Best practices for B2B software startups

Software Monetization - Introduction to packaging and pricing

Simon-Kucher & Partners

“While SaaS companies invest immense amounts of time in product development, the average SaaS company only spends 6 hours pricing its product”

Introduction to packaging & pricing Sound packaging and pricing are key enablers for both scaling your growth and optimally monetizing your product. Developing the right packaging & pricing strategy generally follows six key steps:

Step 1: Identify the building blocks Identification of building blocks starts with understanding your product, not only from an internal or development perspective, but from the perspective of the user. Translating technical features into marketable building blocks of functionality that make sense to your (potential) customers is key. Step 2: Assess the role of each building block Once you have defined your products’ functional building blocks, it’s time to investigate the role of each building block. When thinking about packaging there are four high level roles that we differentiate based on their perceived value and expected adoption: Leader, Filler, Killer, and Add-on.

Step 3: Determine the packaging structure What the right packaging structure is for your product, depends on many different factors (e.g. customer needs, strategic goals, growth phase, product usage, market dynamics). An example of a winning packaging structure is the Good/Better/Best structure. We found that 65% of the top performing SaaS companies use this packaging structure as it enables customer acquisition and monetization by providing a clear upsell path*.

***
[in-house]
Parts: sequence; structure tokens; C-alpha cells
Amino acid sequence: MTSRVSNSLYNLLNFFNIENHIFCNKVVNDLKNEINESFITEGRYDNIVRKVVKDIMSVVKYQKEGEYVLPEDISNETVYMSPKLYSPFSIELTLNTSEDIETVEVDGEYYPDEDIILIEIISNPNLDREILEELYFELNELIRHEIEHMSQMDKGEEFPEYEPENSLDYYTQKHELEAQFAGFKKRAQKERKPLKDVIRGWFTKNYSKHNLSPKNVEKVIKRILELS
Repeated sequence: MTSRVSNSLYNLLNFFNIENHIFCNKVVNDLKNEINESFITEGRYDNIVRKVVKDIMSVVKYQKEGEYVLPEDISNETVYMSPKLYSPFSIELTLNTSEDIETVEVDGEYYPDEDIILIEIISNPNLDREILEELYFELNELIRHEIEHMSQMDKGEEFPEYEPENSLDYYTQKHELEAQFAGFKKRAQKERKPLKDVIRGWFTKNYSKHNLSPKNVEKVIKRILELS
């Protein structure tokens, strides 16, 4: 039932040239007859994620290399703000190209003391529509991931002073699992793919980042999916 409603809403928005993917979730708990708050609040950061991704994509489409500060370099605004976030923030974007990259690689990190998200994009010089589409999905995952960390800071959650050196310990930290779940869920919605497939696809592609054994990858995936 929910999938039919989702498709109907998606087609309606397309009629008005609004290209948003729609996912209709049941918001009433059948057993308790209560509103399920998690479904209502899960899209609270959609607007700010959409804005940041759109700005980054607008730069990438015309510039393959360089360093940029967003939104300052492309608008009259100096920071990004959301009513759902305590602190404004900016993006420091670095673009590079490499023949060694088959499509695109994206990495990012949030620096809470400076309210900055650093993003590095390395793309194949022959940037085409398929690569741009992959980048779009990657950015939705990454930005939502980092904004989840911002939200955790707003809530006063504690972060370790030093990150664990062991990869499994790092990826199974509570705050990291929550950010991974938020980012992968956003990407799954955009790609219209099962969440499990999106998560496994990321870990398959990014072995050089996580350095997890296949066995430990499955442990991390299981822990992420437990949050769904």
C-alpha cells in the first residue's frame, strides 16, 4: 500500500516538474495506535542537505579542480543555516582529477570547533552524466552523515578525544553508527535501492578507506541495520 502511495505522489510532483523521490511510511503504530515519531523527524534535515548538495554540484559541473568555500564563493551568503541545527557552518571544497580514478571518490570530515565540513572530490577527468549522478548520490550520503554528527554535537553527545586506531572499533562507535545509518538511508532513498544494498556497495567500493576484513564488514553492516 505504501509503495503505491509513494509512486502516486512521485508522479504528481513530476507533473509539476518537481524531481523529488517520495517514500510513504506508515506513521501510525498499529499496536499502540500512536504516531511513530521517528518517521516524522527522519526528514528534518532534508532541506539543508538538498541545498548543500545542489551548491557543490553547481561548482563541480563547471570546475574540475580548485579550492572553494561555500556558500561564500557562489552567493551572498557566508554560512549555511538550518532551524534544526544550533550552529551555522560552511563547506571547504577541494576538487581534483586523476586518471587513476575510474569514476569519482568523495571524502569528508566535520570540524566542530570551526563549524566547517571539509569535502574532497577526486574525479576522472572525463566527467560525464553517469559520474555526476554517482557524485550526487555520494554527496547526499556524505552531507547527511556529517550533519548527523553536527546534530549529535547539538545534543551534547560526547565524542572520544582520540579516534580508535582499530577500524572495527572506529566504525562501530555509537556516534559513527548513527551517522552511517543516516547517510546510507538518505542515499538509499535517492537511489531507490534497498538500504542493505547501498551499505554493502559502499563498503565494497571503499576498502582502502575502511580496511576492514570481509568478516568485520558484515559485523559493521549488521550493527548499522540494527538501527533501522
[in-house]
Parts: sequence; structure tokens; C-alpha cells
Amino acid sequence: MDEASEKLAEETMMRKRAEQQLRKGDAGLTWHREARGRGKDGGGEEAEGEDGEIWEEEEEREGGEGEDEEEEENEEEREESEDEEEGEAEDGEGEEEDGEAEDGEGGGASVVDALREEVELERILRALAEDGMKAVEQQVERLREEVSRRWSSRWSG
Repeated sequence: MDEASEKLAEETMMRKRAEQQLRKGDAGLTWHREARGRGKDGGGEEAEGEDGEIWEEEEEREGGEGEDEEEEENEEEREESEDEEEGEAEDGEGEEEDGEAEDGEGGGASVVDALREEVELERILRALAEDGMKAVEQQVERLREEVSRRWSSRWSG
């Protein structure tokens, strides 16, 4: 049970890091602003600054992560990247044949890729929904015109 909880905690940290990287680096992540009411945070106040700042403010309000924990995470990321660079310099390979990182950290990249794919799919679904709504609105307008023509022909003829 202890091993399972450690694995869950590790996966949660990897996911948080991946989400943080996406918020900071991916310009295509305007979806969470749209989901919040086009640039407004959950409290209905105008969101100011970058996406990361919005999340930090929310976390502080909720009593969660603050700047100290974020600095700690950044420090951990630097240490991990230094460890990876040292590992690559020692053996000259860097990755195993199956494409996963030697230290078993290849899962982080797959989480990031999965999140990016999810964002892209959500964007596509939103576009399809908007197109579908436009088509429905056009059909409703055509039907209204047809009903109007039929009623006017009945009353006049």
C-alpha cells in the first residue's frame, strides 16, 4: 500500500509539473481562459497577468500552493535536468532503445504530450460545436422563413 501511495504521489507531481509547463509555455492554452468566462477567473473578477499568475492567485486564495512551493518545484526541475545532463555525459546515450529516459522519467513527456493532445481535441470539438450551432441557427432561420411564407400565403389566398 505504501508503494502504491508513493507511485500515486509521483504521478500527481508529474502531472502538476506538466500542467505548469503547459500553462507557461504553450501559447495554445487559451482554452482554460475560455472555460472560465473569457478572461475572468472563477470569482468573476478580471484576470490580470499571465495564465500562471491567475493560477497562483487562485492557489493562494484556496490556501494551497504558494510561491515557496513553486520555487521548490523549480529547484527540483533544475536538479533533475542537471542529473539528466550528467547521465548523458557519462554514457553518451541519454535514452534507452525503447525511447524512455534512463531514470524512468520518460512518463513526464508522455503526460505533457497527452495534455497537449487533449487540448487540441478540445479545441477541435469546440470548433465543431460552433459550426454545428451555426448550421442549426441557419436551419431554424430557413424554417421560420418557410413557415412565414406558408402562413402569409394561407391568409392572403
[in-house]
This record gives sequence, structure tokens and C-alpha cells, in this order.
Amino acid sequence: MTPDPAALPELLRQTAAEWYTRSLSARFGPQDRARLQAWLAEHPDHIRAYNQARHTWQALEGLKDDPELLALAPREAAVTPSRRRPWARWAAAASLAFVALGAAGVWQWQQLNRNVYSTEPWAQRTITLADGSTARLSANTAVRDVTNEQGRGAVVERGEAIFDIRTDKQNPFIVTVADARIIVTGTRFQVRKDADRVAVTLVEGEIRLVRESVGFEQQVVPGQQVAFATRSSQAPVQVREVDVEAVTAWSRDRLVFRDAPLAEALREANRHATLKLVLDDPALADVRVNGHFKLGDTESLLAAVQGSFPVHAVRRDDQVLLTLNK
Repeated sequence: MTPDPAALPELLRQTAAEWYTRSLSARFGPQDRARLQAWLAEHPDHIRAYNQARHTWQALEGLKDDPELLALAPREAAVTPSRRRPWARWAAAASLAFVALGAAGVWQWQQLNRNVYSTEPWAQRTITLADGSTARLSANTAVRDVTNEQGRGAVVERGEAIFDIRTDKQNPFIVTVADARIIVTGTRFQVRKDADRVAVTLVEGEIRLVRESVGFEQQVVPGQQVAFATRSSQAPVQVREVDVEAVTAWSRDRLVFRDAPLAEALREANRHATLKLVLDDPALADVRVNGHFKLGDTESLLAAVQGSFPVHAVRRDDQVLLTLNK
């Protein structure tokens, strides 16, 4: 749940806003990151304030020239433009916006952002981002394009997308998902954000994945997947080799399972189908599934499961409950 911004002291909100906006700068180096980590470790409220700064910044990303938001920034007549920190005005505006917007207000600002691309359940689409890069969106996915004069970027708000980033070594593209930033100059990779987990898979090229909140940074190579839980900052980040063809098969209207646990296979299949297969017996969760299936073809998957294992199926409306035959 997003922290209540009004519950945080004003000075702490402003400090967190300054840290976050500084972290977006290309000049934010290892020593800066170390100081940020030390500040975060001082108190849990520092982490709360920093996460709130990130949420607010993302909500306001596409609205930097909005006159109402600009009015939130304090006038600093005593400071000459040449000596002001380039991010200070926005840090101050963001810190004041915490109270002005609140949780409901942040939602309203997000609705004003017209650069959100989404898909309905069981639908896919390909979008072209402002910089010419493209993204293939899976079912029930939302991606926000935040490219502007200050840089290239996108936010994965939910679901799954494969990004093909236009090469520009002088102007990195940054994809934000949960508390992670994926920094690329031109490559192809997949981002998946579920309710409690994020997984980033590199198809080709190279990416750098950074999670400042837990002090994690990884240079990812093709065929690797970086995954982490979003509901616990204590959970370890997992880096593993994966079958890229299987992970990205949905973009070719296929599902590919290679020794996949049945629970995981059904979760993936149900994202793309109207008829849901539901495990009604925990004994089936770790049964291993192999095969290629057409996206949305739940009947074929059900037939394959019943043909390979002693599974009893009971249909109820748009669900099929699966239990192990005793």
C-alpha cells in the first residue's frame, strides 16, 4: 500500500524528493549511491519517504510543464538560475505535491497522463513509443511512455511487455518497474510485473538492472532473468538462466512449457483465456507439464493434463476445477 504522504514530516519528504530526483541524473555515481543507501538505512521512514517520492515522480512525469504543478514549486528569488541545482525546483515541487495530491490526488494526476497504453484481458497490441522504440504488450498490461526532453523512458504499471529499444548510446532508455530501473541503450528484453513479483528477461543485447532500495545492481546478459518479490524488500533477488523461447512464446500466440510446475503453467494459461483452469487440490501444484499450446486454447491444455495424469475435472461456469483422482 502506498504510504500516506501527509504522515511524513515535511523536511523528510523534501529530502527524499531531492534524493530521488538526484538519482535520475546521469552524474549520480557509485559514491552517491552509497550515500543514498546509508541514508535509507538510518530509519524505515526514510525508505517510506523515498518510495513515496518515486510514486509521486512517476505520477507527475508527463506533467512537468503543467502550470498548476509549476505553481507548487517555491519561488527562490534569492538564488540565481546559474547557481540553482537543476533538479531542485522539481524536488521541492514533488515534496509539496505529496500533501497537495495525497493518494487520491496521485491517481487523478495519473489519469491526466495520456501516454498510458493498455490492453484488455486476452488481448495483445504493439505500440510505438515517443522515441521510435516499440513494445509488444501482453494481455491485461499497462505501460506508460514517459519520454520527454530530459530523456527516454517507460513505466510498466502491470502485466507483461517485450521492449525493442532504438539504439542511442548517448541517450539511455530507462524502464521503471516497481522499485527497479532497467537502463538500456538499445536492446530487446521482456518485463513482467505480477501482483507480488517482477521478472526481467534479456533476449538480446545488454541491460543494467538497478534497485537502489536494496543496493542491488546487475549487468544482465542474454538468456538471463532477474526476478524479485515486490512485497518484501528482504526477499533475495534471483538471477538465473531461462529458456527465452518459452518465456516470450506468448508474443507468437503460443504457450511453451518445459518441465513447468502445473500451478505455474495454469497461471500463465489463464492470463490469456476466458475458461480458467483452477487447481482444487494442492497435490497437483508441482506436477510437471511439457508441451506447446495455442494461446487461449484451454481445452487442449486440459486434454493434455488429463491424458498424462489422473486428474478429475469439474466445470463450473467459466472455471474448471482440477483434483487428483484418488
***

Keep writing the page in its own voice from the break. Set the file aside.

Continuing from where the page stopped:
*Simon-Kucher Software Benchmarking Survey 2020 Step 4: Select the price metric A price metric determines how you charge your customer. And we learned that ‘how’ you charge is even more important than ‘what’ you charge. A common example is charging by the number of users that have access to the product or platform, this however is not necessarily the best metric. There is a clear trend ongoing across the globe to usage-based pricing. The right metric for your product is the one that aligns price with the value delivered by your product.

Step 5: Define the price model A price model defines how usage of the product affects your customer’s total bill. An example of a price model is a regressive model; price per unit of usage goes down as usage goes up. If you want to incentivize usage of the product, this might be the right metric for you. Step 6: Set the price level Finally, when everything is in place, it’s time to set price levels. The key to setting price levels is making sure that the price is aligned with the willingness-to-pay of your customers. Finding the right price point is a delicate exercise, but rest assured, we have the tools to help you on this journey. The key is to apply different sources to triangulate results. Customer research should in any case not be excluded!